Windows bug with File.pos
On Windows since Ruby 1.9.3p125 there have been issues with File.pos and File.readline. Ruby 1.9.3p0 does not have this issue. I have created the following test:
t = make_tempfile
random = Random.new(1234)
open(t.path, "w") do |f|
i = 0
lines = open(t.path,'r').read.split("\n")
open(t.path, "r") do |f|
assert_equal lines[i], f.readline.chomp
i += 1
If you comment out the f.pos line this test case will pass. I originally submitted issue #6179 but the fixes applied there made things better but did not complete solve the problem. I apologize for the test case but it requires many lines with newlines to reproduce.
Updated by h.shirosaki (Hiroshi Shirosaki) over 10 years ago
I confirmed the issue. Thanks for your test case.
If the end of reading buffer is CR, io_unread() needs to unread one more byte for CR.
I created a patch and a simplified test case for that.
Updated by luislavena (Luis Lavena) over 10 years ago
jmthomas (Jason Thomas) wrote:
Is there some reason that the file reading got so messed up between 193p0 and now? Was there a refactor / rewrite of this fundamental operation?
Short answer: yes, there was a refactor of IO on Windows that lead a speed increase in both writing and reading big files. Seems there are corner cases that weren't covered by tests.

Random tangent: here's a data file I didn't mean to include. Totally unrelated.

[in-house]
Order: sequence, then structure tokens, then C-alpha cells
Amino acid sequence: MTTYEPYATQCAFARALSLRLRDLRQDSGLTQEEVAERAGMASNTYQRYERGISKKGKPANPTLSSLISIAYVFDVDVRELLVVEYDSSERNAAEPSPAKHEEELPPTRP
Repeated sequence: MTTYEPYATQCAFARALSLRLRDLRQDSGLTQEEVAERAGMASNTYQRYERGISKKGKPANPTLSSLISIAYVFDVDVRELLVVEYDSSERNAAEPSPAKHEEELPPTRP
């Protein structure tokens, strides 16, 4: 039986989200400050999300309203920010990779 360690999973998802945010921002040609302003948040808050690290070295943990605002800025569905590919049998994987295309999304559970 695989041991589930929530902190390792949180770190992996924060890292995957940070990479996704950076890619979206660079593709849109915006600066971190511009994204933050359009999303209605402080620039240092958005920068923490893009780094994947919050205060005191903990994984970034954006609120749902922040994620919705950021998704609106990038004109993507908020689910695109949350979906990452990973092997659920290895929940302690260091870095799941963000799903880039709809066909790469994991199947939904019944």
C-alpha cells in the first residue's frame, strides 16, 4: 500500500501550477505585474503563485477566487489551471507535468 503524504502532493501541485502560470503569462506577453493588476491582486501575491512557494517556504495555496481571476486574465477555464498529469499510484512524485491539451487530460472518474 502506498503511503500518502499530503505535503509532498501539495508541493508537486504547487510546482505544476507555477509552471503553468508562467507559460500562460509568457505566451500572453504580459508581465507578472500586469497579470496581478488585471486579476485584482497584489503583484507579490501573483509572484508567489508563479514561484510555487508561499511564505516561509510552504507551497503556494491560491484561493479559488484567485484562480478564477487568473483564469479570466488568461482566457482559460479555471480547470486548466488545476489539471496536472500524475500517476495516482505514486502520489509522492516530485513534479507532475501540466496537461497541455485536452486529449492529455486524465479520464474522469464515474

Long answer: both 1.9.2 and 1.9.3-p0 suffered from really slow IO reading and writing of files on Windows. This was caused primarily due newline conversion was performed always, even if was no required or the content already contained newlines.
The refactoring solved that issue and covered most of the cases exposed by tests boosting general IO operations on Windows.
However, there are cases like the one you exposed weren't covered by tests and thus, failed to get solved properly.
This refactor was introduced in 1.9.3 considering there will be another full year until Ruby 2.0 gets released. Since 1.9.2 Ruby has been getting slower and slower on Windows.
Instead of waiting to 2.0 to find and fix all those performance issues, we decided to start making a more usable Ruby today.
Hope that helps to understand the reasoning of these changes.
Updated by jonforums (Jon Forums) over 10 years ago
As just one example, due to the Windows IO refactoring led primarily by Shirosaki-san, read performance improved from ~18.5s on 1.9.2/1.9.3p0 to ~1.4s on 1.9.3p125+ with one of my micro-benchmarks
Yes, you read that right...18.5s to 1.4s ;)
Updated by Anonymous over 10 years ago
- Status changed from Assigned to Closed
- % Done changed from 0 to 100
This issue was solved with changeset r35594.
Jason, thank you for reporting this issue.
Your contribution to Ruby is greatly appreciated.
May Ruby be with you.